Creating a Science of the Unknowable

Stuart Kauffman

     ... theoretical biologist and author. Reinventing the Sacred: A New View of Science, Reason and Religion joins Dr. Kauffman’s At Home In The Universe and other books intended both for a general audience and for his colleagues at the forefront of emerging science. An early MacArthur Fellow, Dr. Kauffman is one of the world’s leaders in the study of complexity and the Founding Director of the Institute for Biocomplexity and Informatics at the University of Calgary in Alberta, Canada. Among the original participants in the Santa Fe Institute, Dr. Kauffman is once again on its external faculty. He lectures around the world.

Preview of Stuart Kauffman
Conversation 1 RealAudio1:50 

It’s time to break "the Galilean spell" of reductionism that’s mesmerized the West for more than 350 years. Thank Galileo, Newton and Descartes and move on, says world-famous theoretical biologist Stuart Kauffman. Embrace the fundamental unpredictability inherent in the process of life in our ever-unfolding, ceaselessly creative universe, Dr. Kauffman urges.

Building on Darwin’s monumental insights about what happened after life started, Dr. Kauffman is confident evolution includes partially lawless elements.

"The Darwinian process is that which is giving rise to what unfolds in the biosphere (plus maybe self-organization if some of us are right). But Darwin was careful. He said process, he didn’t say law.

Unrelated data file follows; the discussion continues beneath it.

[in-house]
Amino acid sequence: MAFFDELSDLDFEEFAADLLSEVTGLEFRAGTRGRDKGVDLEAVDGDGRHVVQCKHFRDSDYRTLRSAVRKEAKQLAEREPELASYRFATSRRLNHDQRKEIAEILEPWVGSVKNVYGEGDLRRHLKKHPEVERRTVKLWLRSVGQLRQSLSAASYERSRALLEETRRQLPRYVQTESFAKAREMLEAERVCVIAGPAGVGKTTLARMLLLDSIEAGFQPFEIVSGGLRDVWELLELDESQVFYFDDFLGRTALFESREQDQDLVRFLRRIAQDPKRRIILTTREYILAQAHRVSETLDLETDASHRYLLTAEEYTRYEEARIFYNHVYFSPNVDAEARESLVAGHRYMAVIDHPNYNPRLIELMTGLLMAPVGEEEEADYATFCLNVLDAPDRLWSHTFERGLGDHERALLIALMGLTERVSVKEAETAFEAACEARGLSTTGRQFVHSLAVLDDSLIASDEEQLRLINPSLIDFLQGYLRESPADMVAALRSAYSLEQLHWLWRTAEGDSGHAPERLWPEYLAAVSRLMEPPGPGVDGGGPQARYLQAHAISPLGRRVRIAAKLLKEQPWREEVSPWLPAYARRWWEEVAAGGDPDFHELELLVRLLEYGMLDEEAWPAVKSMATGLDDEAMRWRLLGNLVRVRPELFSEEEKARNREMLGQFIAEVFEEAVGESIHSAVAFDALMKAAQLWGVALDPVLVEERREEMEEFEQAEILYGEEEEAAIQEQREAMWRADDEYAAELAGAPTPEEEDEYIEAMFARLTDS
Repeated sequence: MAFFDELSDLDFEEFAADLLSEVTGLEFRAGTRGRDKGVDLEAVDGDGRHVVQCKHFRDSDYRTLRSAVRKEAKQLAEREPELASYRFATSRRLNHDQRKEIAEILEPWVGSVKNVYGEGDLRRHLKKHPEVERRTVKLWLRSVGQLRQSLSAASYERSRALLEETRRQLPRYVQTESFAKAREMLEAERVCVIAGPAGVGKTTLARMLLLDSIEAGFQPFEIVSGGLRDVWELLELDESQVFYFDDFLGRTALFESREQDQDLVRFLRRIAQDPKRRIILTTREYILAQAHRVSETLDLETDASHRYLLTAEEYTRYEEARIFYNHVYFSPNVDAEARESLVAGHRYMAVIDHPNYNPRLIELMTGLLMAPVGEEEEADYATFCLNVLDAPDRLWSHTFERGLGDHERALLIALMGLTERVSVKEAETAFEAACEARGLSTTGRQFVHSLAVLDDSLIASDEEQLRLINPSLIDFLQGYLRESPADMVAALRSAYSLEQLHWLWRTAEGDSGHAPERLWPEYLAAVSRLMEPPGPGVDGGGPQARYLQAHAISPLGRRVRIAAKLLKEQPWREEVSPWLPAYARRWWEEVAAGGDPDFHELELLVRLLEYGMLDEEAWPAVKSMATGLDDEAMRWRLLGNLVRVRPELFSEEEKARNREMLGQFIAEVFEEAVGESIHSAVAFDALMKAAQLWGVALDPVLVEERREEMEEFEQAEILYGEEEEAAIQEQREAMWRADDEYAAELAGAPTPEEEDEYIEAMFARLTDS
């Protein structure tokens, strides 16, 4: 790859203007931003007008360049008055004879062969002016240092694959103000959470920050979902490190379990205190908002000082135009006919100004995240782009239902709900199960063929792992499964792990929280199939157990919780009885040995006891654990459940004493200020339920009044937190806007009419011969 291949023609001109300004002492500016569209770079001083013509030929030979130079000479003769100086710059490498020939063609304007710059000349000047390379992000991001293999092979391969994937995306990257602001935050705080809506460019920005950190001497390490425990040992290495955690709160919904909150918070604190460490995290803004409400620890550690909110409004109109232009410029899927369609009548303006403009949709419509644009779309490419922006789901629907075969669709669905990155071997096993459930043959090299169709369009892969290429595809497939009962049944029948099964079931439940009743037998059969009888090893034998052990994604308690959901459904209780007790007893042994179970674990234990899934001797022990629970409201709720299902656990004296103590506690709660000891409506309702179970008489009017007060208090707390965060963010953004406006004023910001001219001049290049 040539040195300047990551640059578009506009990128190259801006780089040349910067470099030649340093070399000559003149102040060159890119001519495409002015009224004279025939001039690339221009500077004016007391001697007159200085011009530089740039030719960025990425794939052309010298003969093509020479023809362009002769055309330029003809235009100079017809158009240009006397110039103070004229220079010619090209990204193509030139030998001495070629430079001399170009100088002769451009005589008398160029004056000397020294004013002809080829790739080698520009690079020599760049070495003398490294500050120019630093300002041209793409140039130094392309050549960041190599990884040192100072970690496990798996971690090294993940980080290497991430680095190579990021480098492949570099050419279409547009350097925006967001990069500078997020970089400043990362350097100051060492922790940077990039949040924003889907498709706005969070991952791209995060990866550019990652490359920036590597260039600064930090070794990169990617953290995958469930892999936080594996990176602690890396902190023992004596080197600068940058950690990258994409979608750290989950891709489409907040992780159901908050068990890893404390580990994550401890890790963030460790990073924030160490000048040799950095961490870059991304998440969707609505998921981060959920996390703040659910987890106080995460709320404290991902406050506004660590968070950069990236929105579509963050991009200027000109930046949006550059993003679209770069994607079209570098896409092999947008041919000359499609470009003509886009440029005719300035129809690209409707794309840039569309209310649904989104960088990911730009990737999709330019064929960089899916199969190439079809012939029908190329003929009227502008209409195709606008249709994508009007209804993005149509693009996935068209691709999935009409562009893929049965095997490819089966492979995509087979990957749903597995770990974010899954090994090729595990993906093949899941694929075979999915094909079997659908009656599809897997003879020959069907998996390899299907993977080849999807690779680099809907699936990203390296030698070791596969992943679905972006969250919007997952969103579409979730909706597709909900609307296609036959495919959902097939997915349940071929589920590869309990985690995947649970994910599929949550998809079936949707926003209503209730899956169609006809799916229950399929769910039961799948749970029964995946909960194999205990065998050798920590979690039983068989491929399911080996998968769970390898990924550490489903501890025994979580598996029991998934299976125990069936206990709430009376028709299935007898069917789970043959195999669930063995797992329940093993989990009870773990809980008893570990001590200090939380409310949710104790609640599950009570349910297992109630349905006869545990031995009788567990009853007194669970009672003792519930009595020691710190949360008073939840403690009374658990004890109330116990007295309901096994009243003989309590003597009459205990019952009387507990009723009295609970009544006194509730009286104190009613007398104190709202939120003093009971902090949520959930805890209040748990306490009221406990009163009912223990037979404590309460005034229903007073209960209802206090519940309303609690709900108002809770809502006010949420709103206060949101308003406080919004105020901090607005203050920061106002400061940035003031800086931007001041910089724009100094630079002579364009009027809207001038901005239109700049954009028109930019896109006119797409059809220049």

"In principal, we cannot get to the evolution of the biosphere from physics. Life is emergent. It’s becoming. Diversifying. It’s creating Darwinian pre-adaptations with novel functionalities. I do not think that there are some rules sitting around biology that bound it, rules that anybody stuck down, including a transcendent God. The emergence of a swim bladder in fish is an example of an incredibly rare event (until it happens) and then it’s common and they’re all over the place.”

Dr. Kauffman challenges reductionism and it’s reliance on reason to the exclusion of the rest of what makes us human.

"I'm not persuaded that anything in evolution as it occurs is lawful in (Nobel Laureate physicist) Murray Gell-Mann’s sense. If a law is a compact description of the regularities of a process, then there is no law for the emergence of swim bladders. Because that law has to be available beforehand as well as after. Now, that doesn't mean that laws aren't still being followed -- nitrogen can't change to hydrogen."

Given the profound importance of the environment in the Darwinian process, Dr. Kauffman has borrowed from chemistry the phrase "adjacent possible" (a condition one reaction step away) for the unknown into which we are forever moving – individually and in communities, in political systems, business or in our personal lives.

"We know (the phenomenon I call ‘the adjacent possible’), we've just never had the name for it. Can we pre-state it above the level of chemistry? At some point we cannot. Why we can't, I don't know yet. I think it has to do with an inability to state the selective environment, whether it’s biological or business, what will count as success, and I don't think we could state our relational degrees of freedom.”

Dr. Kauffman’s new book is Reinventing the Sacred: A New View of Science, Reason, and Religion. Why the provocative title?